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High level of susceptibility to human TRIM5alpha conferred by HIV-2 capsid sequences

HIV-2, which was transmitted to humans from a distant primate species (sooty mangabey), differs remarkably from HIV-1 in its infectivity, transmissibility and pathogenicity.
Ed Rybicki's insight:

Finally, some good news about an HIV - OK, it's HIV-2, but still.

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Origin and diversity of novel avian influenza A H7N9 viruses causing human infection: phylogenetic, structural, and coalescent analyses : The Lancet

BackgroundOn March 30, 2013, a novel avian influenza A H7N9 virus that infects human beings was identified. This virus had been detected in six provinces and municipal cities in China as of April 18, 2013. We correlated genomic sequences from avian influenza viruses with ecological information and did phylogenetic and coalescent analyses to extrapolate the potential origins of the virus and possible routes of reassortment events.MethodsWe downloaded H7N9 virus genome sequences from the Global Initiative on Sharing Avian Influenza Data (GISAID) database and public sequences used from the Influenza Virus Resource. We constructed phylogenetic trees and did 1000 bootstrap replicates for each tree. Two rounds of phylogenetic analyses were done. We used at least 100 closely related sequences for each gene to infer the overall topology, removed suspicious sequences from the trees, and focused on the closest clades to the novel H7N9 viruses. We compared our tree topologies with those from a bayesian evolutionary analysis by sampling trees (BEAST) analysis. We used the bayesian Markov chain Monte Carlo method to jointly estimate phylogenies, divergence times, and other evolutionary parameters for all eight gene fragments. We used sequence alignment and homology-modelling methods to study specific mutations regarding phenotypes, specifically addressing the human receptor binding properties.FindingsThe novel avian influenza A H7N9 virus originated from multiple reassortment events. The HA gene might have originated from avian influenza viruses of duck origin, and the NA gene might have transferred from migratory birds infected with avian influenza viruses along the east Asian flyway. The six internal genes of this virus probably originated from two different groups of H9N2 avian influenza viruses, which were isolated from chickens. Detailed analyses also showed that ducks and chickens probably acted as the intermediate hosts leading to the emergence of this virulent H7N9 virus. Genotypic and potential phenotypic differences imply that the isolates causing this outbreak form two separate subclades.InterpretationThe novel avian influenza A H7N9 virus might have evolved from at least four origins. Diversity among isolates implies that the H7N9 virus has evolved into at least two different lineages. Unknown intermediate hosts involved might be implicated, extensive global surveillance is needed, and domestic-poultry-to-person transmission should be closely watched in the future.FundingChina Ministry of Science and Technology Project 973, National Natural Science Foundation of China, China Health and Family Planning Commission, Chinese Academy of Sciences.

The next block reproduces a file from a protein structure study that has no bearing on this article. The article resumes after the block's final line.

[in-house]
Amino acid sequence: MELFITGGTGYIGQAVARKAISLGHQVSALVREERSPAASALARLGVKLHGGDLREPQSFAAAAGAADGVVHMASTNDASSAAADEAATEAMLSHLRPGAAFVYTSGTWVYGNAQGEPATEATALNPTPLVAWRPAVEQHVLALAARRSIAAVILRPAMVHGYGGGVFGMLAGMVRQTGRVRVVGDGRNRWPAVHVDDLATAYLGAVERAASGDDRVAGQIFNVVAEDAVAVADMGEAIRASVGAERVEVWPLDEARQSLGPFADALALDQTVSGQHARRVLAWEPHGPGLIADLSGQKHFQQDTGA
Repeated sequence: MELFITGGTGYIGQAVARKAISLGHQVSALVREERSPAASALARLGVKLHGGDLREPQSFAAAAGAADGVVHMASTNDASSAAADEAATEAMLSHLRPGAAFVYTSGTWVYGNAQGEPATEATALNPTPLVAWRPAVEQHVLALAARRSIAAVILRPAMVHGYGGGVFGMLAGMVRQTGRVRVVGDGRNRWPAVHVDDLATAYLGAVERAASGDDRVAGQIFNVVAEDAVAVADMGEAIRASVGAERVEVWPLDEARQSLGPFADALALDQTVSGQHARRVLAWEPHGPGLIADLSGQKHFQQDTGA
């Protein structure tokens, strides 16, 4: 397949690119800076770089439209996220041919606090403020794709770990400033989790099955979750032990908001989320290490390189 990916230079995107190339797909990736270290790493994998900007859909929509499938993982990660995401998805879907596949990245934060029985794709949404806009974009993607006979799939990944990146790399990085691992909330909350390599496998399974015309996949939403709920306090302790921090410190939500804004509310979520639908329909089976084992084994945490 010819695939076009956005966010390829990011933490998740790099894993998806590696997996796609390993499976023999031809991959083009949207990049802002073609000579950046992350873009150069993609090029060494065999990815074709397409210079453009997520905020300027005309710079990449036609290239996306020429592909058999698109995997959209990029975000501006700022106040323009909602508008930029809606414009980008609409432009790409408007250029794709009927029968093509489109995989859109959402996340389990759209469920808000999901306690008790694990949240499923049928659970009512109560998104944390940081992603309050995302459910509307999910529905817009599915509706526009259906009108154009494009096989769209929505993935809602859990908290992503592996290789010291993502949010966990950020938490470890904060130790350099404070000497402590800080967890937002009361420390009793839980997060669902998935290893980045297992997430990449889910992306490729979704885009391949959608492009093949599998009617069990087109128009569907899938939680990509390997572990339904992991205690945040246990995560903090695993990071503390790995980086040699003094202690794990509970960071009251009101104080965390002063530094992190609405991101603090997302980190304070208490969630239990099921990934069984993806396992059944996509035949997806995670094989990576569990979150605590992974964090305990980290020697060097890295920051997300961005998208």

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ComplexInsight's curator insight, May 5, 2013 10:37 PM

Firstly sidestepping the important findings for H7N9 virus, this paper illustrates the importance of rgorous methodology and  key research methods for understanding disease evolution and contagence pathways. the paper details  correlated genomic sequences and ecological information using phylogenetic and coalescent analyses to extrapolate the potential originsand  possible routes of reassortment events in H7N9 virus.  As for the findings - novel avian influenza viruses are a major concern for world wide public health - the research work in this paper raises the need for understanding intermediate hosts, viral evolution pathways and domestic poultry wild animation contact on a global scale for future health policy. Worth reading.

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Ebola’s secret weapon revealed

Ebola’s secret weapon revealed, The Newsroom, UTMB
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Ed Rybicki's comment, May 6, 2013 4:40 PM